Three judges of the Jerusalem Magistrate's Court - a rare panel for this court - will hand down their verdict today in MK Tzachi Hanegbi's trial for political appointments made while serving as environmental protection minister. The court will have to walk the fine line between politics and law and determine when a political appointment crosses the line from gray to black, thus tainting a common political act with a criminal hue.

If the court deems any or all of Hanegbi's appointments a criminal offense, it would be setting a global precedent. In his soon-to-be published book "The Language of Corruption," Prof. Yossi Shain shows that other countries do not view political appointments as an offense and argues that doing so would hinder the fight against real corruption.

What is clear, however, is that Hanegbi is not alone. Indeed, some types of political appointments are officially recognized - for example, the appointments of certain ambassadors and consuls.

The prosecution's decision to call more than 300 witnesses to the stand over the course of 70 hearings stretched the trial out for four years. In the interim, it seems that the number of political appointments - meaning those that would not have been made were it not for the appointee's political connections - has dropped. But it also seems that political appointments will disappear from Israeli life entirely only if democracy itself ceases to exist.

The indictment includes various charges, but focuses on breach of trust and election bribery. The latter refers to an appointment intended to influence someone to vote for a given candidate in a public organization's internal elections. This offense, whose maximum penalty is a year in prison, is far less grave than regular bribery, whose maximum penalty is seven years.

A conviction would require the judges to decide that a political appointment can be seen as a criminal breach of the public's trust and/or as election bribery. It would also require them to conclude that criminal intent was proved beyond all doubt. At the least, such proof requires the defendant to have been aware of the conflict between his official position and his personal interests.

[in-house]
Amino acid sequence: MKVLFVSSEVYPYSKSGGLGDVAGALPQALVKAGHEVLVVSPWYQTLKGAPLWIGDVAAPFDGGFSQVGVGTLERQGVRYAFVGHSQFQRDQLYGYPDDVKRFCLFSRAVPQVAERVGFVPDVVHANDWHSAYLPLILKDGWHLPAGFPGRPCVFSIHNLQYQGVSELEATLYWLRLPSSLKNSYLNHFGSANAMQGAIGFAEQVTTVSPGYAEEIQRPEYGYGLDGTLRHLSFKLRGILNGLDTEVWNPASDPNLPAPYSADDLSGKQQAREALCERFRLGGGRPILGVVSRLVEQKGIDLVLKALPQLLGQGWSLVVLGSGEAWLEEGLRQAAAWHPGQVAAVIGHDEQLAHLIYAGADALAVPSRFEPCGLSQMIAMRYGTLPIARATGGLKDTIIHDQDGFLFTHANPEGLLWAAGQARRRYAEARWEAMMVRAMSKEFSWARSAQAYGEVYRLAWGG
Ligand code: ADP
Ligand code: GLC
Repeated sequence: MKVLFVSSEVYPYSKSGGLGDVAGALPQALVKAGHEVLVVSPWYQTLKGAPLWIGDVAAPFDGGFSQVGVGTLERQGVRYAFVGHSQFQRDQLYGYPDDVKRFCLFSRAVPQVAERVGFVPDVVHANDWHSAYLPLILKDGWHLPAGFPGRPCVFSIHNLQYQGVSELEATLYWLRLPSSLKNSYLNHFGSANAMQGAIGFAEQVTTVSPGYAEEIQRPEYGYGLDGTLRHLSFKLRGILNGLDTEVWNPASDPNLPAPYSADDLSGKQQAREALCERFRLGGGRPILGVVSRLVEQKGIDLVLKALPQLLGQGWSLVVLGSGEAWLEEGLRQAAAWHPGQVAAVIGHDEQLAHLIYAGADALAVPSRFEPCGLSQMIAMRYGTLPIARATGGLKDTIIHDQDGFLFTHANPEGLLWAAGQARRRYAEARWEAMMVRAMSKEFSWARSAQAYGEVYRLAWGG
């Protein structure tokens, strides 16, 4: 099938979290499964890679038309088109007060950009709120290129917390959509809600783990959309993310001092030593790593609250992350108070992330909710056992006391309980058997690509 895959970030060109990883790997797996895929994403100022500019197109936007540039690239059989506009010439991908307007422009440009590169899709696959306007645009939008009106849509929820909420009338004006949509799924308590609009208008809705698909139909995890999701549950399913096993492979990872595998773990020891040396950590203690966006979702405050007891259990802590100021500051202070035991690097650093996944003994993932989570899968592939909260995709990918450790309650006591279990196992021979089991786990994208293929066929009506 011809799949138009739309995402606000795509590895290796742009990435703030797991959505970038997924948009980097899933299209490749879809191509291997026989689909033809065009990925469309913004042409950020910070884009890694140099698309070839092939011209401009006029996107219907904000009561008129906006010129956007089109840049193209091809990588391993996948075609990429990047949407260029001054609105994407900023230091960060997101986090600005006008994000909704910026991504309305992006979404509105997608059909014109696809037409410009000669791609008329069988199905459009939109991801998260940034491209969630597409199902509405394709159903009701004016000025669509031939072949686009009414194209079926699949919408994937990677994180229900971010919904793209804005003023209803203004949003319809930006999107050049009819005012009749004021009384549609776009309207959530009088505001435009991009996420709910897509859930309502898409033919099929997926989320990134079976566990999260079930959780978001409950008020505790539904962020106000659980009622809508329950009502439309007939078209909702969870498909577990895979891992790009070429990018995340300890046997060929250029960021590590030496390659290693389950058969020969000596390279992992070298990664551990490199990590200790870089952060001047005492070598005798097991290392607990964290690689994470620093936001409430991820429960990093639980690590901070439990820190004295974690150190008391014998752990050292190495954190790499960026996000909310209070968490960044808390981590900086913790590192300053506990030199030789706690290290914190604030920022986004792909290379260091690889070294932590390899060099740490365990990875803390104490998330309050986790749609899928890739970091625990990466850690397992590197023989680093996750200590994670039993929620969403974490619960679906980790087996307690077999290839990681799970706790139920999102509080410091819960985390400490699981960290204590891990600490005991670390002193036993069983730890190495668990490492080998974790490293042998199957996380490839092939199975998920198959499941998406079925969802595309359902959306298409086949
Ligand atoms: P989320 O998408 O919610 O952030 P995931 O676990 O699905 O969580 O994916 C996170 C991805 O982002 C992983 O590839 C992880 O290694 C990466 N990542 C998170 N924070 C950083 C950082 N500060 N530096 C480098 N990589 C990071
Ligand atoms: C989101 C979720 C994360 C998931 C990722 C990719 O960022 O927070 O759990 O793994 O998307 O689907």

The verdict will deal with the "seam line" that runs between law and politics. If Hanegbi, one of Israel's most talented and respected politicians, is acquitted, all public doors will be open to him. But even a conviction on some or all of the counts would not block his political career if the court rules that they did not entail moral turpitude. This seems likely, given that political appointments are a common practice that had never before led to criminal charges.

Haim Ramon's appointment as a minister after being convicted of a sexual offense could serve as a relevant precedent, despite the difference in the nature of the respective offenses. In December 2007, the High Court of Justice rejected a petition against Ramon's appointment, saying that since the court that convicted Ramon had ruled the offense did not involve moral turpitude, it saw no grounds for deeming the appointment so unreasonable as to be illegal.

Even if Hanegbi is convicted today, it seems unlikely that the verdict will include a ruling on whether his acts involved moral turpitude. The turpitude issue - whether at the attorney general's request or at the court's initiative - will be decided only at the sentencing stage, if there is one.

But should the attorney general argue that Hanegbi's political conduct did involve moral turpitude, the issue is liable to become the focus of a whole new legal battle.